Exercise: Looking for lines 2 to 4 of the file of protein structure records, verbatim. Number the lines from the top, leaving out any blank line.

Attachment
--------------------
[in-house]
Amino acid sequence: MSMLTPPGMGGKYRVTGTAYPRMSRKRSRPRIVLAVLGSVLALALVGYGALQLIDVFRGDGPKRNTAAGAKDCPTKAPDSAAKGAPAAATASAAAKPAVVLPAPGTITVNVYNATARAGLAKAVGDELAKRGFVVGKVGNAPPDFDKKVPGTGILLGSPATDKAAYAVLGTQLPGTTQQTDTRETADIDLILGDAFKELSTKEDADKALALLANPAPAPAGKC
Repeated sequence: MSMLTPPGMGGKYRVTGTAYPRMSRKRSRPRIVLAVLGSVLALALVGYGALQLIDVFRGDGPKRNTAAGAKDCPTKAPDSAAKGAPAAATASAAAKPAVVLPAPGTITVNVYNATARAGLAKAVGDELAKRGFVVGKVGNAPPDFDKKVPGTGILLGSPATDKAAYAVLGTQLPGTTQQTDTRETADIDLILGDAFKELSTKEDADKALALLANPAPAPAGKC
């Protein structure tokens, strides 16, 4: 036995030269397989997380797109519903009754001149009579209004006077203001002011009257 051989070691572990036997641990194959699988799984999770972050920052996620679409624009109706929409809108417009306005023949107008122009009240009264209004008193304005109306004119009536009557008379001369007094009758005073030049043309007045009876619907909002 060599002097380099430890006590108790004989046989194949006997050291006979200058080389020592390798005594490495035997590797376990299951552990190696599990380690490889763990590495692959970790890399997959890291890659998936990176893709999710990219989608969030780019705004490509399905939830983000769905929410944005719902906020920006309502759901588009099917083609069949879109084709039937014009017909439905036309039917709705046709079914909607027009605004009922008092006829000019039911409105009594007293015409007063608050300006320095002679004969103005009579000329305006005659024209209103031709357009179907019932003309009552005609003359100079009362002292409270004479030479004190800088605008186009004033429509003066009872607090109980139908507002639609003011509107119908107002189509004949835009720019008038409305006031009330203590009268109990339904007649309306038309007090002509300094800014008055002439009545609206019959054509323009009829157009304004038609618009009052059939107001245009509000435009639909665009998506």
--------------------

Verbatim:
Amino acid sequence: MSMLTPPGMGGKYRVTGTAYPRMSRKRSRPRIVLAVLGSVLALALVGYGALQLIDVFRGDGPKRNTAAGAKDCPTKAPDSAAKGAPAAATASAAAKPAVVLPAPGTITVNVYNATARAGLAKAVGDELAKRGFVVGKVGNAPPDFDKKVPGTGILLGSPATDKAAYAVLGTQLPGTTQQTDTRETADIDLILGDAFKELSTKEDADKALALLANPAPAPAGKC
Repeated sequence: MSMLTPPGMGGKYRVTGTAYPRMSRKRSRPRIVLAVLGSVLALALVGYGALQLIDVFRGDGPKRNTAAGAKDCPTKAPDSAAKGAPAAATASAAAKPAVVLPAPGTITVNVYNATARAGLAKAVGDELAKRGFVVGKVGNAPPDFDKKVPGTGILLGSPATDKAAYAVLGTQLPGTTQQTDTRETADIDLILGDAFKELSTKEDADKALALLANPAPAPAGKC
């Protein structure tokens, strides 16, 4: 036995030269397989997380797109519903009754001149009579209004006077203001002011009257 051989070691572990036997641990194959699988799984999770972050920052996620679409624009109706929409809108417009306005023949107008122009009240009264209004008193304005109306004119009536009557008379001369007094009758005073030049043309007045009876619907909002 060599002097380099430890006590108790004989046989194949006997050291006979200058080389020592390798005594490495035997590797376990299951552990190696599990380690490889763990590495692959970790890399997959890291890659998936990176893709999710990219989608969030780019705004490509399905939830983000769905929410944005719902906020920006309502759901588009099917083609069949879109084709039937014009017909439905036309039917709705046709079914909607027009605004009922008092006829000019039911409105009594007293015409007063608050300006320095002679004969103005009579000329305006005659024209209103031709357009179907019932003309009552005609003359100079009362002292409270004479030479004190800088605008186009004033429509003066009872607090109980139908507002639609003011509107119908107002189509004949835009720019008038409305006031009330203590009268109990339904007649309306038309007090002509300094800014008055002439009545609206019959054509323009009829157009304004038609618009009052059939107001245009509000435009639909665009998506």